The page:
The Wayne State Board of Governors met for a limited-agenda and limited-audience meeting in the midst of the coronavirus pandemic on March 20.
Four governors and members of the president’s cabinet were present by video conference. The meeting was livestreamed to practice social distancing, which the Centers for Disease Control and Prevention advises.
Due to the COVID-19 pandemic, WSU canceled all face-to-face classes. The university is considering student refunds for some services including on-campus dining and housing, President M. Roy Wilson said.
Meal plan refunds “should not be a problem,” Wilson said. A partial refund for on-campus housing fees may be “on the books.” A campus announcement detailing the full plans will be delivered March 22, Chief of Staff Michael Wright said.
“We have not used financial implications at all in terms of any of the decisions we’ve made,” Wilson said. “We have not used that as a basis for how we do things. But at some point we’ll have to tally that up.”
Housing and dining remain open after WSU announced an extension of spring break and the transition to online classes in light of COVID-19 concerns. Dining is carry-out only.
So far, two employees have tested positive for the coronavirus, the university said Tuesday. One works at the David Adamany Undergraduate Library, and the other employee works at the Children’s Hospital of Michigan.
According to the state of Michigan website, there are currently 549 cases of COVID-19 in the state.
Chief Financial Officer Rebecca Cooke said the pandemic circumstances may also affect budget planning. The budget may not be finalized until September, due to financial “uncertainties,” she said.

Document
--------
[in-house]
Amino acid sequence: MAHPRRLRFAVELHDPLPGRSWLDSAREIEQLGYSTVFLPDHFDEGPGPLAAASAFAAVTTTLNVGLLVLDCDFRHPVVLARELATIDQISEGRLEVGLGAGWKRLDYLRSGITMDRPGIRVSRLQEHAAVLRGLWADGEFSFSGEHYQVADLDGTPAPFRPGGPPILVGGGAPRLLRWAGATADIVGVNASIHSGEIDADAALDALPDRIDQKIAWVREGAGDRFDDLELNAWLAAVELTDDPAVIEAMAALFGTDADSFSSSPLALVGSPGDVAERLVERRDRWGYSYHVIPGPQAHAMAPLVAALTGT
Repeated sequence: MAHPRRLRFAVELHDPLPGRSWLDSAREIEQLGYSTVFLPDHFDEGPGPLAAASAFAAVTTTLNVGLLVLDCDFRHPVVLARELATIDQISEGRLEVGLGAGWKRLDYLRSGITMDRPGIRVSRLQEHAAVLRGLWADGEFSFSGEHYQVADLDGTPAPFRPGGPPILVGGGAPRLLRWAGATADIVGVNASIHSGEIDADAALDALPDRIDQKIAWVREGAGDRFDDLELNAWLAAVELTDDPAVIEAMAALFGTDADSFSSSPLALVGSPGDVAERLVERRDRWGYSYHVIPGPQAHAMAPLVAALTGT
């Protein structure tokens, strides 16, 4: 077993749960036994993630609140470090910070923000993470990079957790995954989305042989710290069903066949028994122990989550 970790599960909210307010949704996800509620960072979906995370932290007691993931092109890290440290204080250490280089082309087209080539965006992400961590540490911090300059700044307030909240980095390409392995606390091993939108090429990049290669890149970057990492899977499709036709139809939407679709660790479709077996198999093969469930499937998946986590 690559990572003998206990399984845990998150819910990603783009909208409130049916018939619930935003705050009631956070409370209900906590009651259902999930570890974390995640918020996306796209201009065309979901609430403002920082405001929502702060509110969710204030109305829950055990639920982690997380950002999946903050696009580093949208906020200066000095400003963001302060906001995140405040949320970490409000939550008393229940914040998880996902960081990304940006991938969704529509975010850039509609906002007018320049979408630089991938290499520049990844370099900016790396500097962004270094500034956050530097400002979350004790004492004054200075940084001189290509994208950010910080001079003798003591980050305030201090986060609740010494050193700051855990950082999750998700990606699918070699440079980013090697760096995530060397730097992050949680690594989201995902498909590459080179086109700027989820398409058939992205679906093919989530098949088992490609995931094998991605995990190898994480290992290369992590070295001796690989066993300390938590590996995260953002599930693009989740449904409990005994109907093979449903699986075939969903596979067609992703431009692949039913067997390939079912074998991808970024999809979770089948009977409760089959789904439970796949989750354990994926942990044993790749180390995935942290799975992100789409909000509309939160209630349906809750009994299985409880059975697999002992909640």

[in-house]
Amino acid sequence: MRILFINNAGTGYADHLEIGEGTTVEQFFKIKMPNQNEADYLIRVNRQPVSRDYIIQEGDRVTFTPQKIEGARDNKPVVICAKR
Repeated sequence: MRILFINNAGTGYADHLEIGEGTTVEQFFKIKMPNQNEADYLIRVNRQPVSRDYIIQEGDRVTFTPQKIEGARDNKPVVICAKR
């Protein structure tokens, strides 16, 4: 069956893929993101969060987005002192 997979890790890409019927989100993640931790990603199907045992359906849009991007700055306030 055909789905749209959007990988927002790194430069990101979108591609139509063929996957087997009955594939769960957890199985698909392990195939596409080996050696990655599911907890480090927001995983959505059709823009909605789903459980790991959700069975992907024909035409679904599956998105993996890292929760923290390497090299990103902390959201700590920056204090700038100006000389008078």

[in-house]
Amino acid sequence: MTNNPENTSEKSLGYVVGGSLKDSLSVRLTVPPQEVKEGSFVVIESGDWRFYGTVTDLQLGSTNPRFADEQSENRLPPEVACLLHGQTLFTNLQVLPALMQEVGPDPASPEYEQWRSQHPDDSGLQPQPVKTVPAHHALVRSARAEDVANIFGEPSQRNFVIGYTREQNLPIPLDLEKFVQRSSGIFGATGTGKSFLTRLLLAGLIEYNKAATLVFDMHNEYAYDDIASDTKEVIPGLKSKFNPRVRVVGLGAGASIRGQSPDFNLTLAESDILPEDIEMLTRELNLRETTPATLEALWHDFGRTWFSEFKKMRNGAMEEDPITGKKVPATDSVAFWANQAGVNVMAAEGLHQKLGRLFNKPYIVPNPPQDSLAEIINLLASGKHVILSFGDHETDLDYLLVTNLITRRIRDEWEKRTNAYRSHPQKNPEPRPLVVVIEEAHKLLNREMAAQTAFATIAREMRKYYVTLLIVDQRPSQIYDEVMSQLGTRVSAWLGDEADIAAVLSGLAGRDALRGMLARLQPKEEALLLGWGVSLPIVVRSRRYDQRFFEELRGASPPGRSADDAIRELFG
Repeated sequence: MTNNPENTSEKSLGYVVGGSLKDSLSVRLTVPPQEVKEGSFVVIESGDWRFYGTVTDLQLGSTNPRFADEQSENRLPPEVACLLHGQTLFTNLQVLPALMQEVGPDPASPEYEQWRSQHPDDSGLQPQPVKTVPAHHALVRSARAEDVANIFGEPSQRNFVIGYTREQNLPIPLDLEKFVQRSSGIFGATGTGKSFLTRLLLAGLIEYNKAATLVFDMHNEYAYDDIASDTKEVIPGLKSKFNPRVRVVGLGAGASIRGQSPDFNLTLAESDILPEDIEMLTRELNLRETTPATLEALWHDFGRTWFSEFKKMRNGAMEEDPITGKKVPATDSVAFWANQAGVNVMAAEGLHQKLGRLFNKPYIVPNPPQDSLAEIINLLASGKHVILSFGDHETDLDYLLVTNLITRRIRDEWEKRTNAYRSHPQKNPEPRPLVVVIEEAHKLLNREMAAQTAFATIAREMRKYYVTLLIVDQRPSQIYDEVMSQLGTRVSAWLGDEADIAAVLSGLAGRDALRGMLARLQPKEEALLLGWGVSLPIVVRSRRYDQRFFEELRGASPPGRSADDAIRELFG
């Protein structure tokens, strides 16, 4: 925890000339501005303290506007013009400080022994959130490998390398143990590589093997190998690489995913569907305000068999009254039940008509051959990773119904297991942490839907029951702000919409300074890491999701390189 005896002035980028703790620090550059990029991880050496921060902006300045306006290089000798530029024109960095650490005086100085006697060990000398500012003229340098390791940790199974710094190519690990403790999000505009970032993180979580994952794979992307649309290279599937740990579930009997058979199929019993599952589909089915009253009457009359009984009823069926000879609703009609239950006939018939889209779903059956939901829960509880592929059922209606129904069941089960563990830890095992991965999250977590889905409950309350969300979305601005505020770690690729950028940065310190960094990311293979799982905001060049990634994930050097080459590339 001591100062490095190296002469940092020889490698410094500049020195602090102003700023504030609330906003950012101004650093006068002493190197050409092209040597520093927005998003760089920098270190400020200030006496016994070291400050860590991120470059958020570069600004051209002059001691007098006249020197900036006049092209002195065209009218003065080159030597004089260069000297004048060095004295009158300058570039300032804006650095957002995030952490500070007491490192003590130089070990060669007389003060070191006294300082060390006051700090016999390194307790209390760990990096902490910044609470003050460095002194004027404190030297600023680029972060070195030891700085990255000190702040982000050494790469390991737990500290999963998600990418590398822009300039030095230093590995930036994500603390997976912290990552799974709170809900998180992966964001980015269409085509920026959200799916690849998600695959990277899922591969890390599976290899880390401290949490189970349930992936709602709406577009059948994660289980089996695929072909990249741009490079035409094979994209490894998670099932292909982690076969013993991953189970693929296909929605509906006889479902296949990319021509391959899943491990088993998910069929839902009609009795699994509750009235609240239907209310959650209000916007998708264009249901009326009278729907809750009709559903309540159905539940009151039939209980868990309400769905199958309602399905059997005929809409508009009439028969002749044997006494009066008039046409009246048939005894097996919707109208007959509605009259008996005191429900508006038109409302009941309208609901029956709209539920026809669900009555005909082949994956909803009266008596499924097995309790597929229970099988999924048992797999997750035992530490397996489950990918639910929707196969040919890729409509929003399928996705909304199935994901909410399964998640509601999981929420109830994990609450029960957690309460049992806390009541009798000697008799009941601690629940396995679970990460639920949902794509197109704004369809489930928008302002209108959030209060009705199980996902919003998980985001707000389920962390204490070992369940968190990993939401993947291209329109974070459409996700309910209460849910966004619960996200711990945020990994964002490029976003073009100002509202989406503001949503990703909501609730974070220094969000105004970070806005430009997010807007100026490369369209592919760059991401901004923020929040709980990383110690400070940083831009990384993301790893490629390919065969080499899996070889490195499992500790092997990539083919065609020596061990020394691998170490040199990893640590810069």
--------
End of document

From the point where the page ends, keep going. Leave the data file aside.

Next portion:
Code of conduct disputed and passed
The BOG discussed the new draft of a code of conduct that state officials, such as Gov. Gretchen Whitmer, urged they approve.
BOG member Michael Busuito, a plastic surgeon based in Troy, said he didn’t approve of the meeting being held in the middle of a pandemic.
“I openly oppose holding this meeting at the height of a national health emergency that is due to the worst healthcare crisis in our lifetime,” Busuito said. “Wayne State University has done just fine without a code of conduct for 150 years. There’s nothing to justify meeting under these circumstances.”
Busuito, Dana Thompson and Sandra Hughes O’Brien opposed two lines in the drafted code.
The governors sparred over the code’s third bullet point, which reads: “I respect the opinions of others while reserving the right to my opinions and avoid any derogatory public comments in criticism of other Board members, the President, or the staff.”
Another source of contention was bullet 10, which reads: "I respect that the public voice of the Board shall be the Board Chair and the public voice of the University shall be delegated to the President."
The dissenting governors said the language infringes on their First Amendment rights and duties to the school. Additionally, the governors said it would further limit their ability to speak to the press.
“You say that as elected officials we can’t make statements that could be damaging to the university,” Busuito said. “Who’s to make that judgement?”
Busuito, O’Brien and Thompson supported an amendment, drafted by Thompson, in place of bullet three, which reads: “I respect the opinions of others and support the diversity of opinions that may arise between members of the board. Any difference of opinion should be done so respectfully with the intention of protecting the university.”
This amendment failed 5-3. Governor Anil Kumar proposed an additional line to Thompson’s amendment, which read: “I will avoid any derogatory public comments and criticism of the university and the staff.” He became the tiebreaker, after his proposed amendment passed.
Subsequently, the governors approved the call for an amended code of conduct 5-3. The BOG will vote for the code of conduct officially at a later meeting. They did not provide a date for the decision. The board also delayed its vote on leadership positions, including chair and vice chair.
Jack Thomas is a correspondent for The South End. He can be reached at firstname.lastname@example.org.